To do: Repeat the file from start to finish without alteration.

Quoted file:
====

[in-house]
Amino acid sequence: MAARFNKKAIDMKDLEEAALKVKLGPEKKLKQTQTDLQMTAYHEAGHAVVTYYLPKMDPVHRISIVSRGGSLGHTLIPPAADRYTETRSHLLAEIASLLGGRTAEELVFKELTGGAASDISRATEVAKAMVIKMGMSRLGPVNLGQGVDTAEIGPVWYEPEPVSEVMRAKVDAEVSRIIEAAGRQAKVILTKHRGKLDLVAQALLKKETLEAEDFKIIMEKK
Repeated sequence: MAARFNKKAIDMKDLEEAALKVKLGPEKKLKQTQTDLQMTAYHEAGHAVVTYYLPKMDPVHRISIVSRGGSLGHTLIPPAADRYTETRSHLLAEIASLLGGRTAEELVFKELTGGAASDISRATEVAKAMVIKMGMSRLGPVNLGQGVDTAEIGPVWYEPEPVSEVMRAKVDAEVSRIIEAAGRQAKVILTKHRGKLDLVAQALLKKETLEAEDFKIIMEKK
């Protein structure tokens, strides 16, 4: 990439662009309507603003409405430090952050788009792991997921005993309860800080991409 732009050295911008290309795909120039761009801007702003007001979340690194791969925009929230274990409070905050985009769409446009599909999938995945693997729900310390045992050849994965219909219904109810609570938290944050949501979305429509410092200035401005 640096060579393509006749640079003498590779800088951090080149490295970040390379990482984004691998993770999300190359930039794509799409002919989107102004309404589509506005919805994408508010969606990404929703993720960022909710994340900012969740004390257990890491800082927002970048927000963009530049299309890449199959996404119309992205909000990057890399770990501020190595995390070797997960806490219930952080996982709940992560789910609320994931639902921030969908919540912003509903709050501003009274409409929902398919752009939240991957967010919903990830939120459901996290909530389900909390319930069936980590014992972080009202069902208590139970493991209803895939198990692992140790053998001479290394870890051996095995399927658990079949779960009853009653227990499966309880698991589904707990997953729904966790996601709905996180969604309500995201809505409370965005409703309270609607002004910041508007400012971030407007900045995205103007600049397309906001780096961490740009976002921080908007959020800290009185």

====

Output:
[in-house]
Amino acid sequence: MAARFNKKAIDMKDLEEAALKVKLGPEKKLKQTQTDLQMTAYHEAGHAVVTYYLPKMDPVHRISIVSRGGSLGHTLIPPAADRYTETRSHLLAEIASLLGGRTAEELVFKELTGGAASDISRATEVAKAMVIKMGMSRLGPVNLGQGVDTAEIGPVWYEPEPVSEVMRAKVDAEVSRIIEAAGRQAKVILTKHRGKLDLVAQALLKKETLEAEDFKIIMEKK
Repeated sequence: MAARFNKKAIDMKDLEEAALKVKLGPEKKLKQTQTDLQMTAYHEAGHAVVTYYLPKMDPVHRISIVSRGGSLGHTLIPPAADRYTETRSHLLAEIASLLGGRTAEELVFKELTGGAASDISRATEVAKAMVIKMGMSRLGPVNLGQGVDTAEIGPVWYEPEPVSEVMRAKVDAEVSRIIEAAGRQAKVILTKHRGKLDLVAQALLKKETLEAEDFKIIMEKK
């Protein structure tokens, strides 16, 4: 990439662009309507603003409405430090952050788009792991997921005993309860800080991409 732009050295911008290309795909120039761009801007702003007001979340690194791969925009929230274990409070905050985009769409446009599909999938995945693997729900310390045992050849994965219909219904109810609570938290944050949501979305429509410092200035401005 640096060579393509006749640079003498590779800088951090080149490295970040390379990482984004691998993770999300190359930039794509799409002919989107102004309404589509506005919805994408508010969606990404929703993720960022909710994340900012969740004390257990890491800082927002970048927000963009530049299309890449199959996404119309992205909000990057890399770990501020190595995390070797997960806490219930952080996982709940992560789910609320994931639902921030969908919540912003509903709050501003009274409409929902398919752009939240991957967010919903990830939120459901996290909530389900909390319930069936980590014992972080009202069902208590139970493991209803895939198990692992140790053998001479290394870890051996095995399927658990079949779960009853009653227990499966309880698991589904707990997953729904966790996601709905996180969604309500995201809505409370965005409703309270609607002004910041508007400012971030407007900045995205103007600049397309906001780096961490740009976002921080908007959020800290009185």